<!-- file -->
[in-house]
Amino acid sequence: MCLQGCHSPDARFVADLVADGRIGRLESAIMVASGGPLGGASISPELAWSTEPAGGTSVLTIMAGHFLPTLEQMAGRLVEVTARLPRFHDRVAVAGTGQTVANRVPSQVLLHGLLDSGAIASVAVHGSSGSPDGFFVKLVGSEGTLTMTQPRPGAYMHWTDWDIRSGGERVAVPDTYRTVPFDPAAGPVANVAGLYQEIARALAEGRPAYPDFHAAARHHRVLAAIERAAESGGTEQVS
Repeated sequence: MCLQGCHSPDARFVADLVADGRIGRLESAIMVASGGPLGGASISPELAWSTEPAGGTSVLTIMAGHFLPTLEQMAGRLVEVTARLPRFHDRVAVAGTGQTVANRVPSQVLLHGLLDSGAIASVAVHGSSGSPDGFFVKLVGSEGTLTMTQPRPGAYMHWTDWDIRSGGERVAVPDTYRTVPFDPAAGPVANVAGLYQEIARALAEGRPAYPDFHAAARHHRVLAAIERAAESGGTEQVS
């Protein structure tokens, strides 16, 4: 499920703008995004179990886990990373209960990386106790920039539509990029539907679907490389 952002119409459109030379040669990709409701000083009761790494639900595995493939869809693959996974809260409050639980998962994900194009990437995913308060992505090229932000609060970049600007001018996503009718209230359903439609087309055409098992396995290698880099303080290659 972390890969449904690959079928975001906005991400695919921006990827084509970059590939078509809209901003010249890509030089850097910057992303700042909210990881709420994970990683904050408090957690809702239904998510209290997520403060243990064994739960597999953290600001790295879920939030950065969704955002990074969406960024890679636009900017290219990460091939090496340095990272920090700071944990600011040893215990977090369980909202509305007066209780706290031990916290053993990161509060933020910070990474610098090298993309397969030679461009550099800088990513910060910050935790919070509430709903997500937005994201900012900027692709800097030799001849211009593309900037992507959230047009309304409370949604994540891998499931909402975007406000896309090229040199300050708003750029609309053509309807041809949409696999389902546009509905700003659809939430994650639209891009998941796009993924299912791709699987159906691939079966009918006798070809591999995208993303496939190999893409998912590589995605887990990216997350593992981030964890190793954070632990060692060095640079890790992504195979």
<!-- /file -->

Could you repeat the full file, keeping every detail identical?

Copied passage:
[in-house]
Amino acid sequence: MCLQGCHSPDARFVADLVADGRIGRLESAIMVASGGPLGGASISPELAWSTEPAGGTSVLTIMAGHFLPTLEQMAGRLVEVTARLPRFHDRVAVAGTGQTVANRVPSQVLLHGLLDSGAIASVAVHGSSGSPDGFFVKLVGSEGTLTMTQPRPGAYMHWTDWDIRSGGERVAVPDTYRTVPFDPAAGPVANVAGLYQEIARALAEGRPAYPDFHAAARHHRVLAAIERAAESGGTEQVS
Repeated sequence: MCLQGCHSPDARFVADLVADGRIGRLESAIMVASGGPLGGASISPELAWSTEPAGGTSVLTIMAGHFLPTLEQMAGRLVEVTARLPRFHDRVAVAGTGQTVANRVPSQVLLHGLLDSGAIASVAVHGSSGSPDGFFVKLVGSEGTLTMTQPRPGAYMHWTDWDIRSGGERVAVPDTYRTVPFDPAAGPVANVAGLYQEIARALAEGRPAYPDFHAAARHHRVLAAIERAAESGGTEQVS
């Protein structure tokens, strides 16, 4: 499920703008995004179990886990990373209960990386106790920039539509990029539907679907490389 952002119409459109030379040669990709409701000083009761790494639900595995493939869809693959996974809260409050639980998962994900194009990437995913308060992505090229932000609060970049600007001018996503009718209230359903439609087309055409098992396995290698880099303080290659 972390890969449904690959079928975001906005991400695919921006990827084509970059590939078509809209901003010249890509030089850097910057992303700042909210990881709420994970990683904050408090957690809702239904998510209290997520403060243990064994739960597999953290600001790295879920939030950065969704955002990074969406960024890679636009900017290219990460091939090496340095990272920090700071944990600011040893215990977090369980909202509305007066209780706290031990916290053993990161509060933020910070990474610098090298993309397969030679461009550099800088990513910060910050935790919070509430709903997500937005994201900012900027692709800097030799001849211009593309900037992507959230047009309304409370949604994540891998499931909402975007406000896309090229040199300050708003750029609309053509309807041809949409696999389902546009509905700003659809939430994650639209891009998941796009993924299912791709699987159906691939079966009918006798070809591999995208993303496939190999893409998912590589995605887990990216997350593992981030964890190793954070632990060692060095640079890790992504195979």